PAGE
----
Nationally competitive scholarships open doors of opportunity

Four UNG students will travel to Thailand, Kyrgyz Republic, Indonesia, and Russia to spend 10 months as English Teaching Assistants. Six will head to Spain, Taiwan, Japan, and Jordan this summer to participate in credit-bearing study abroad programs. Four will trek to China and Japan, respectively, for a cultural immersion program. And two more will study a critical language for up to a year in Oman and Kazakhstan in exchange for working with the U.S. government for a year upon their return.

They are UNG’s Fulbright finalists, Early Summer Gilman scholarship recipients, Critical Language Scholarship (CLS) finalists, and Boren award winners. These are just a handful of highly competitive scholarships UNG students have won in spring 2019. In fact, UNG collected two new awards this year: John Blessing was the school’s first Truman Scholar while Brendyn Melugin became UNG’s first American Council on Education (ACE) Student of the Year.

Each student plans to use their overseas experience and scholarship to help further their future professions in education, languages, law, and military and government service.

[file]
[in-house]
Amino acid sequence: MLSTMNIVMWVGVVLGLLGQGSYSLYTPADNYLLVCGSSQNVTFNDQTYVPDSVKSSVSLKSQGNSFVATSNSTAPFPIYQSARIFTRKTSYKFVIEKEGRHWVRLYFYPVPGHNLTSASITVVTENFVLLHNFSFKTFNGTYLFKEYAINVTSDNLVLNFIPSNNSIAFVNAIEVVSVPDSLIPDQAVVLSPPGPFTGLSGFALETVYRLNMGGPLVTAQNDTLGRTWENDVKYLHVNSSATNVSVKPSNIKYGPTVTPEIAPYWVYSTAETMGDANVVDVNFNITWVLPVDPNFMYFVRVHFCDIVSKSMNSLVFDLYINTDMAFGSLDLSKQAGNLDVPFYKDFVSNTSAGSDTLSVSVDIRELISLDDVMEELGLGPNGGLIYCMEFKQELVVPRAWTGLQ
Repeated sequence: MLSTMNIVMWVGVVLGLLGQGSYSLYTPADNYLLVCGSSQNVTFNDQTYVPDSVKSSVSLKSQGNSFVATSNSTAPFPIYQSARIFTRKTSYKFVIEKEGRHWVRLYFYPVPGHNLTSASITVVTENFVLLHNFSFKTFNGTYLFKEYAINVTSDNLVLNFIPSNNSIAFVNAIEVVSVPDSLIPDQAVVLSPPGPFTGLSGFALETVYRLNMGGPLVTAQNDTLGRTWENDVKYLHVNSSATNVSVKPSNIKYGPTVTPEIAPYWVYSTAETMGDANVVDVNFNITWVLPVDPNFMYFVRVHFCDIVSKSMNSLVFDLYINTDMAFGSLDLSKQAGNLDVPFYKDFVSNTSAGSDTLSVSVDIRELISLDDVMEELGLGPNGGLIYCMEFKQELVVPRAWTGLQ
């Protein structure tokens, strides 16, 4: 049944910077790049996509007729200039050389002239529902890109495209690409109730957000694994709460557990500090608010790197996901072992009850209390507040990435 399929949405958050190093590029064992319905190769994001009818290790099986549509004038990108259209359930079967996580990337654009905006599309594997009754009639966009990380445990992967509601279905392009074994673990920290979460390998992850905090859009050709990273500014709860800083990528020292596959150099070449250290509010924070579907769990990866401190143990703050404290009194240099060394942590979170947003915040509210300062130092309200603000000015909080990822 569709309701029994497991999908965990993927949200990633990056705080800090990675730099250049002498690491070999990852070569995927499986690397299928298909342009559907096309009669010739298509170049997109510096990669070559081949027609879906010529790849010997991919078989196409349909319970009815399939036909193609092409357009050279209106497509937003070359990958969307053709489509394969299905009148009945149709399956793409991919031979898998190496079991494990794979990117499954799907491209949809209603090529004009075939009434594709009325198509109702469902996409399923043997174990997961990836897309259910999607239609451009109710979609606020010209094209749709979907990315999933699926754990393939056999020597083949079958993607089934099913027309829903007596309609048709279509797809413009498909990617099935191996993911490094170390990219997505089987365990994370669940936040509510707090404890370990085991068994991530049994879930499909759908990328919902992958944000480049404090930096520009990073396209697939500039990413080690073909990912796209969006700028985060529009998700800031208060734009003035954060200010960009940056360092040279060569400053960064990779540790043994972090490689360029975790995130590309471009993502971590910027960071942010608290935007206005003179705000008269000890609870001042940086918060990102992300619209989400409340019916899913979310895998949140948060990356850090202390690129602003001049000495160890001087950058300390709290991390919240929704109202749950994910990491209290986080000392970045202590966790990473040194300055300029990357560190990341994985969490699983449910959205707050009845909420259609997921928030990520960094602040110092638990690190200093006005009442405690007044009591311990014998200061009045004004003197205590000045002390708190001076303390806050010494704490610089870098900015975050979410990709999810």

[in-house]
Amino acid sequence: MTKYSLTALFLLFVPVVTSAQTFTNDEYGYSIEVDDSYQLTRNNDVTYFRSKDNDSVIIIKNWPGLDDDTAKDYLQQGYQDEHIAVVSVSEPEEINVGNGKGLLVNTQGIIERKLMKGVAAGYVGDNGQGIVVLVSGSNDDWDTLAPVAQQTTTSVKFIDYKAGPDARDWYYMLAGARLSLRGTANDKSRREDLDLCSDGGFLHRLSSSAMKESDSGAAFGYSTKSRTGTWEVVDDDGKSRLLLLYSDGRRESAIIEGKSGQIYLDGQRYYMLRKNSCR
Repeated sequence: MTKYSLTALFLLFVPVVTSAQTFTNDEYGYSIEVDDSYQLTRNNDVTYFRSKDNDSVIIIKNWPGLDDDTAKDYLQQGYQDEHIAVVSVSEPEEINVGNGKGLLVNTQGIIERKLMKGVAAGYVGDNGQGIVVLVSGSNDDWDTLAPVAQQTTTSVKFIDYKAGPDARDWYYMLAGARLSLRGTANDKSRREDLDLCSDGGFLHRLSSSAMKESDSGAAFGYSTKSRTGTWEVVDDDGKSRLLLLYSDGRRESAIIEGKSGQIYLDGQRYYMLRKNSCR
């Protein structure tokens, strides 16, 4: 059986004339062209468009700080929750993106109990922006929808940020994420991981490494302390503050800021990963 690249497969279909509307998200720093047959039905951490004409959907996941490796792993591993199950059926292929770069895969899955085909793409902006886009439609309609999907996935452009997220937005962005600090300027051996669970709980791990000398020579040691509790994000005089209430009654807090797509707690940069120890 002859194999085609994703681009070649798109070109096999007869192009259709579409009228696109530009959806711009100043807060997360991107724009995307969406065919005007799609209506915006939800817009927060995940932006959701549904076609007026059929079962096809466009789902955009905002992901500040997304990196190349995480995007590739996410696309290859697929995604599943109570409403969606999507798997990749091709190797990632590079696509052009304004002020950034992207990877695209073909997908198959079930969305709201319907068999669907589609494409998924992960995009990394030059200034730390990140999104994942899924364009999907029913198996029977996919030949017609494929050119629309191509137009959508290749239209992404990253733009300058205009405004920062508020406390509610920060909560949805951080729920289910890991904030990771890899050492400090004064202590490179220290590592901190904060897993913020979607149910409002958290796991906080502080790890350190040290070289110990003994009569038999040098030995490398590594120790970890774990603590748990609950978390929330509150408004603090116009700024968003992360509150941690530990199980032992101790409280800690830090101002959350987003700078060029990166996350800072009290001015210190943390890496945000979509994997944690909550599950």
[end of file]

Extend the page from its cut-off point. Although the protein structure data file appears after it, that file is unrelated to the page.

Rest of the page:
For example, Petrus Schoeman plans to use his time in Russia as a way to achieve his dream.

“My ultimate goal is to make language learning apps,” the 2018 UNG graduate said.

So far, he is fluent in Chinese thanks to a yearlong study abroad in the Asian country. Now, the 27-year-old, who was born in South Africa and lives in Dahlonega, Georgia, wants to be fluent in Russian.

Schoeman will have that chance as one of four UNG finalists selected for the Fulbright U.S. Student Program. He will spend the 2019-20 academic year teaching English to Russian students.

The other UNG finalists selected for the prestigious award are:

  • Marcel Cantu who will teach in Thailand. The Newnan, Georgia, native graduated in May 2019 with a degree in English education.
  • Melissa Silva who will teach in Kyrgyz Republic. The Gainesville, Georgia, native will graduate in August 2019 with a degree in Spanish.
  • Caitlyn Webb who will teach in Indonesia. The Suwanee, Georgia, native graduated in May 2019 with a degree in history education with a minor in Spanish.

Two UNG students were named alternates. If a finalist withdraws, the alternate may become a finalist. The two are:

  • Jenna Labbie who hopes to teach in Taiwan. The Locust Grove, Georgia, native graduated in May 2019 with a degree in history and secondary education.